1996COUNTRY OF ORIGIN: LINEUP:
Klaus Meine - vocals * Rudolf Schenker - guitar * Matthias Jabs - guitar * Ralph Rieckermann - bass * Curt Cress - drumsTRACK LISTING:
01 Wild Child * 02 But The Best For You * 03 Does Anyone Know * 04 Stone In My Shoe * 05 Soul Behind The Face * 06 Oh Girl (I Wanna Be With You) * 07 When You Cam Into My Life * 08 Where The River Flows * 09 Time Will Call Your Name * 10 You And I * 11 Are You The One?WEBLINKS: www.the-scorpions.com
The Scorpions started out the 90's the same way they had in the 80's, firmly established as one of the biggest hard rock acts ploughing their trade. 1990's 'Crazy World' was one of their highest selling albums, largely in part to the success of single 'Winds Of Change'. That songs somewhat hackneyed 'poignant' ballad stance firmly suited the post-communist era of Europe during that time and induced lighter-waving antics all over the world. But like every veteran band the decade soon became a graveyard of popularity and sales for the band, especially in the U.S. 1993's 'Face The Heat' saw longtime bassist Francis Bucholz out of the fold and the album was a dull affair full of forgettable hard rock anthems as the band tried to toughen up their sound to suit the times. But nothing could have prepared anyone for 'Pure Instinct' a few years later. 1996 was a faceless year for music in general and instead of returning to their 70's and 80's best, The Scorpions apparently decided an album full of ballads was required. Many may cite 1999's 'Eye II Eye' as their nadir, but nothing comes close to this shocking display by a band who seemingly forgot they were once a heavy metal band. This isn't hard rock, its pop of the worst kind, an album so wimpy that Def Leppard
's 'X' seems like a masterpiece by comparison. Further diluting the band was the departure of drummer Herman Rarebell, who was replaced by journeyman Curt Cress.
I remember buying this in 1996 and being truly appalled at what I heard. It seems even worse almost 20 years later, the bludgeoning amount of ballads almost too much to comprehend. There are two hard rock tracks out of 11 total songs and those two are minimally classed as such themselves. 'Wild Child' is musically stuck somewhere in the late 80's and the chorus is typical Scorpions, but to describe this as heavy would be a lie. It's all very pleasant and compared to a song like 'Dynamite' its sugary pop fluff. The tirade of sickening love ballads begins with 'But The Best For You' which bores in every regard, but still manages to blow away the dull acoustic nonsense that is 'Does Anybody Know' where the band starts to think they're The Beatles
. The second 'rock' track is 'Stone In My Shoe' which again is all too pleasant, with its happy riffs and overall lack of 'sting' to utilize a cheap pun. I remember reading a review of this by Paul Suter where he opined this was as heavy as Billy Joel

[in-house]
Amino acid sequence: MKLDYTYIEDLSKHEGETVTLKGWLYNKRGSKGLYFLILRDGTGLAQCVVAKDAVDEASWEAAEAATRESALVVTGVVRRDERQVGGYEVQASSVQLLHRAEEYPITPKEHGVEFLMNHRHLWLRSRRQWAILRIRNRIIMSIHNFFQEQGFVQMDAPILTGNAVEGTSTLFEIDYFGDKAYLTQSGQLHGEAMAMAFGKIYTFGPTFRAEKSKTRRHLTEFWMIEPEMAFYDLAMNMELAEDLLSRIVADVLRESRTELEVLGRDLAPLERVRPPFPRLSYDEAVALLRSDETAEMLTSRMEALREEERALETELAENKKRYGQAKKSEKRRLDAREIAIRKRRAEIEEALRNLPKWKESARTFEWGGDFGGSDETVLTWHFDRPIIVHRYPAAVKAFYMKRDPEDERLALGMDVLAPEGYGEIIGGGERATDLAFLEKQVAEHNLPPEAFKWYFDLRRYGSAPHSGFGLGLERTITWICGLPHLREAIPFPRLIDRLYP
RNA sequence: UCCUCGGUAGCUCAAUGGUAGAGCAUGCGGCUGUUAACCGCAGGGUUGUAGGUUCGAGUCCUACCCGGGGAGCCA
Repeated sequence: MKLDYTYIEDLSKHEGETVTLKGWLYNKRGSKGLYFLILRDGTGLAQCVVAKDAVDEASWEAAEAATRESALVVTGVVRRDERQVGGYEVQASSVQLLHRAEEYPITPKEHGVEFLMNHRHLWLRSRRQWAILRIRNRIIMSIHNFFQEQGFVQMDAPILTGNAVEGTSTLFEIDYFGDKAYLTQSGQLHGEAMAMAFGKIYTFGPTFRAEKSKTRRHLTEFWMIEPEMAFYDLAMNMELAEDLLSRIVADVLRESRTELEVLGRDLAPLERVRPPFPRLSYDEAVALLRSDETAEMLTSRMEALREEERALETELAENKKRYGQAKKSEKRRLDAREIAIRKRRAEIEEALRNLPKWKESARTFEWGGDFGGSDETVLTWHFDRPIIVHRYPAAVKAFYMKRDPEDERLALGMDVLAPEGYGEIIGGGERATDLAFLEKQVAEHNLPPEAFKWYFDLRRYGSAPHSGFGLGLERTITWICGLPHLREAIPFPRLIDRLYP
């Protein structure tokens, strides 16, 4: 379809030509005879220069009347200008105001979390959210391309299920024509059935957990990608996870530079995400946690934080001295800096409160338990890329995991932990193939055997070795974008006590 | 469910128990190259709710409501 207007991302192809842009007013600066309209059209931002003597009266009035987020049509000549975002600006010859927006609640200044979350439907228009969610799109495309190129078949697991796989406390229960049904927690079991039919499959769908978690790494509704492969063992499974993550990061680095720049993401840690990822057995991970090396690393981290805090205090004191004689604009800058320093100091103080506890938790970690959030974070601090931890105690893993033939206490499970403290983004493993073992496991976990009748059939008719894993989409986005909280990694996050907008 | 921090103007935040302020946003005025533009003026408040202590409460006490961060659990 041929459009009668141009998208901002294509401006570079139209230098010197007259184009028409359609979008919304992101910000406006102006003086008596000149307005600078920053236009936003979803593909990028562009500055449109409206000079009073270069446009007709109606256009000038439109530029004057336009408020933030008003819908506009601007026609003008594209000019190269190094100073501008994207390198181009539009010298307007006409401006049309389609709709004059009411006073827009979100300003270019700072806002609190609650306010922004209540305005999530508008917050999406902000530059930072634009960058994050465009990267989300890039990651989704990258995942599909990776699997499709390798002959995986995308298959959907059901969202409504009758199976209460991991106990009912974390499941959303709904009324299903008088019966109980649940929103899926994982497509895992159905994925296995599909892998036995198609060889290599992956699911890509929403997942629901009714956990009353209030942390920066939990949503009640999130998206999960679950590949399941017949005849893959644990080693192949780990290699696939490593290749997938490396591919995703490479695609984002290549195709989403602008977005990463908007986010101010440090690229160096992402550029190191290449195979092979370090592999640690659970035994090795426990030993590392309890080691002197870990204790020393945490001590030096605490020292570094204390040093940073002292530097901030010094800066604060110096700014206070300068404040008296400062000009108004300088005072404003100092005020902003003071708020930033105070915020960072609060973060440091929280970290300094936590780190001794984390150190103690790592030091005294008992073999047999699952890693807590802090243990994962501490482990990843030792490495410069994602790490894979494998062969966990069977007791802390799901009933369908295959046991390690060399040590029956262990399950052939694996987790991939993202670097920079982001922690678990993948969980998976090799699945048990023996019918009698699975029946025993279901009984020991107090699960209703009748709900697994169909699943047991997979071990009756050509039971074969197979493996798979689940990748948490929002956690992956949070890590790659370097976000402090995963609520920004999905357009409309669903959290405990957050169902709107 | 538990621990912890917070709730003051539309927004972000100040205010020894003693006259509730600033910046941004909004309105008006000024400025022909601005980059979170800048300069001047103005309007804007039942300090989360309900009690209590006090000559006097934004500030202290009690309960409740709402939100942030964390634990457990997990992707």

. That's about as accurate as it gets really. From here on this becomes one of the most embarrassing albums of the decade, with every song trite and treading water with their themes of love and hope, with nothing even remotely associated with The Scorpions most of us once knew. Basically if a whole album of 'Still Loving You' or 'When the Smoke Is Going Down' suits you then this is essential listening. Somehow I assume there aren't too many people out there of that persuasion. Electric guitars are at a minimum, replaced by acoustics instead, with Meine babbling about flowing rivers and love under the moonlight instead of hurricanes and pieces of meat. There are too many prime offenders to mention, but just hearing a few bars of the orchestral 'Are You The One' makes me nauseous. It sums up how bland this album is, easily the worst album of The Scorpions career.
What persuaded the band to record an album like this is a mystery. In 1996 the world was crying out for an album like 'Blackout' or even 'Savage Amusement'. Instead they went the opposite direction and wimped out to a degree that has never been seen before or since. Come on, nine ballads? Maybe they were confused as to what was expected of them, seeing as their commercial fortunes had fizzled in the U.S. This definitely didn't help their cause. The only noteworthy aspect was the album cover, which in typical Scorpions fashion featured nudity, but with none of the controversial elements of the past. For anyone who hasn't heard this, I'd suggest you do just to hear a glimpse of a once great bands downfall and another reason as to why the 90's became the death knell for hard rock.
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